Anime has managed to become a fundamental part of most of my relationships since I hit 13. I think it can end up being that way for a lot of people. They get introduced to anime in some way or another, and they can’t help but want to find others who share their passion for it. Because of anime, I have met some pretty amazing people, realized a life goal, and furthered my career. So I think it has treated me pretty well over the years.
Ever since I was a child, anime has been a huge part of my life, shaping it even. I began watching anime in middle school because I wanted to strengthen my friendship with a new neighbor. It was something she was interested in, and I quickly began to love it. She is still my best friend to this day. From that one experience, anime has become a major factor in my life. I went on to participate in cosplay competitions (even winning a few), becoming vice president for my anime club in college, and founding a multi-genre convention at my university. To this day, Swampcon still receives over 5,000 guests annually and hosts anime guests from all over the country. Anime has helped me create lasting friendships and build my career in video editing.
The community that I discovered which surrounds anime is definitely a complicated and varied one, but also a very warm and welcoming one. I think being able to find such like-minded people who accept and even share in your passions is an experience that can never be replaced.
Based on all of this history, “What is your favorite anime?” is a pretty difficult question. But I will endeavor to answer it for you. Now, thinking back to my childhood and college years, I will try to not let nostalgia decide all of my answers, but no promises. How can you not include the shows that introduced you to anime in a list of your favorites?
5. Fullmetal Alchemist
- Episodes: 51
- Aired: Oct 4, 2003 to Oct 2, 2004
This is a classic that is included in many top lists, but usually not in its original form. FMA: Brotherhood appears to be the younger, favorite iteration for most people. But I cannot forget the terrifying, yet spectacular introduction to anime that was Fullmetal Alchemist, the original show. After deviating from the original manga about 12 episodes in, the creators for the anime went in a whole different direction, which helped create 2 amazing stories from one plot line.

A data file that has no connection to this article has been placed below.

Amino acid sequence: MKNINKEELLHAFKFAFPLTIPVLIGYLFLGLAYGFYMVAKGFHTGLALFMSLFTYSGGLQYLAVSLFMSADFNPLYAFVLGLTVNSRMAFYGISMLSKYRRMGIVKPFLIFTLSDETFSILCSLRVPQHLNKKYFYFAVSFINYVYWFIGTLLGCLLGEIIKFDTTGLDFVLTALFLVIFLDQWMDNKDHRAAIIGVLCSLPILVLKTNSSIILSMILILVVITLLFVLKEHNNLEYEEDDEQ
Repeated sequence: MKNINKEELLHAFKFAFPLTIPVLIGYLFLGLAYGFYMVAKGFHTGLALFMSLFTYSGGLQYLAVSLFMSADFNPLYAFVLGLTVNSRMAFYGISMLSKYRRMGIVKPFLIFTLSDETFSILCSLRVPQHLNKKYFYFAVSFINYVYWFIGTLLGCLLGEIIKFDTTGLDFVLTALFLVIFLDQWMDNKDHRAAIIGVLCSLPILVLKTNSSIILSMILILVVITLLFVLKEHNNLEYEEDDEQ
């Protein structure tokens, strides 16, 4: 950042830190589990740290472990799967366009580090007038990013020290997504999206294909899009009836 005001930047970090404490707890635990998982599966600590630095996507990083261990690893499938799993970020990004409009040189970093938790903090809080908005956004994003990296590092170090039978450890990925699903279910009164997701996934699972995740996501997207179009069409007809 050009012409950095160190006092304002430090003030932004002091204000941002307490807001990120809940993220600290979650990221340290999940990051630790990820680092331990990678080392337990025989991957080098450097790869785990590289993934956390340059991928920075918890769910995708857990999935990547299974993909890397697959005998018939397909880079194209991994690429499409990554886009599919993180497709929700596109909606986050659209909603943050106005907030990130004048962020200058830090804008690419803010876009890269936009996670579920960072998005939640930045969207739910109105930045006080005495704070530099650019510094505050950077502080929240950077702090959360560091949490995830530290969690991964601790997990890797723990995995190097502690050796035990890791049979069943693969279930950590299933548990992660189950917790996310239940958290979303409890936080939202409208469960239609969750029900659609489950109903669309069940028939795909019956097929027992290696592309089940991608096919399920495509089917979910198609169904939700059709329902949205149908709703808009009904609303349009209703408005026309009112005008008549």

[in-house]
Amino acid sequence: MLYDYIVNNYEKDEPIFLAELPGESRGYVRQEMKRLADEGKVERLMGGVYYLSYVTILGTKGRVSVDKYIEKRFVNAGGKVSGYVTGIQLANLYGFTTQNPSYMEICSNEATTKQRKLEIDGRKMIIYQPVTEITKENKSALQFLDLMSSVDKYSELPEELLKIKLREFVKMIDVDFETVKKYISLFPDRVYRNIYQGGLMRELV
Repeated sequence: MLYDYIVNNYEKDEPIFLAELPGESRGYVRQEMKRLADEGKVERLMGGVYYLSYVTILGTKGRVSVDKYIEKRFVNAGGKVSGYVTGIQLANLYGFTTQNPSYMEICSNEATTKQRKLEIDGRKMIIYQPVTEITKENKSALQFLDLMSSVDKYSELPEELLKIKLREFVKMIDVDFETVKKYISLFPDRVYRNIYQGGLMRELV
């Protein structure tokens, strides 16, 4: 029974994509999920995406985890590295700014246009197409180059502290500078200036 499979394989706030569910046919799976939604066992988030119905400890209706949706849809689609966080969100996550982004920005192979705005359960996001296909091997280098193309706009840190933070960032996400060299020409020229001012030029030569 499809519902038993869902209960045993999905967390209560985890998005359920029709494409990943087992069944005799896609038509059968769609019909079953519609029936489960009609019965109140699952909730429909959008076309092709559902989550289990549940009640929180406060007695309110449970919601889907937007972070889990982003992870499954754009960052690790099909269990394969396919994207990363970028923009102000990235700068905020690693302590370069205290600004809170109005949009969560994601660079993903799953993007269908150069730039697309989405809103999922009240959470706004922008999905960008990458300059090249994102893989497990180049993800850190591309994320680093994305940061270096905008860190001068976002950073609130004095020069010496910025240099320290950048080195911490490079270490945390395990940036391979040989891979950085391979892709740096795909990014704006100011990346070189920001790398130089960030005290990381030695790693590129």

As a 13-year-old I was able to catch episode 2 on Adult Swim as it was airing. Despite this slightly traumatizing introduction to the series, I was hooked. How can you not find out what happens after that? FMA follows the journey of two brothers, Edward and Alphonse, who are desperately trying to rectify their mistake. The world they live in uses alchemy to change and create objects. The brothers go through many obstacles to try and find the Philosopher’s Stone. This item has the power to do the impossible with alchemy, and just might be able to help them. This is an epic, fantastic journey unlike any other, and is an amazing introduction to anime.
Fullmetal Alchemist Trailer
4. Lucky Star
- Episodes: 24
- Aired: Apr 8, 2007 to Sep 17, 2007
When I am looking for a bit of pure joy to watch, I turn to Lucky Star. This show follows an adorable group of high school girls as they go through their daily lives. The real charm to this show are the characters themselves and the interactions they have. You will find yourself enthralled by conversations about dentists and pastries and look back to wonder how that is even possible.
Lucky Star is also similar to Gintama in the way it uses satire as a main source of comedy for the show. You can see references to popular anime such as Gundam, The Melancholy of Haruhi Suzumiya, and many more. One of the girls in the show is an otaku character, and it is so much fun to see her fangirl over her many obsessions. These characters are so lovable and happy, watching Lucky Star can only make you feel good as well.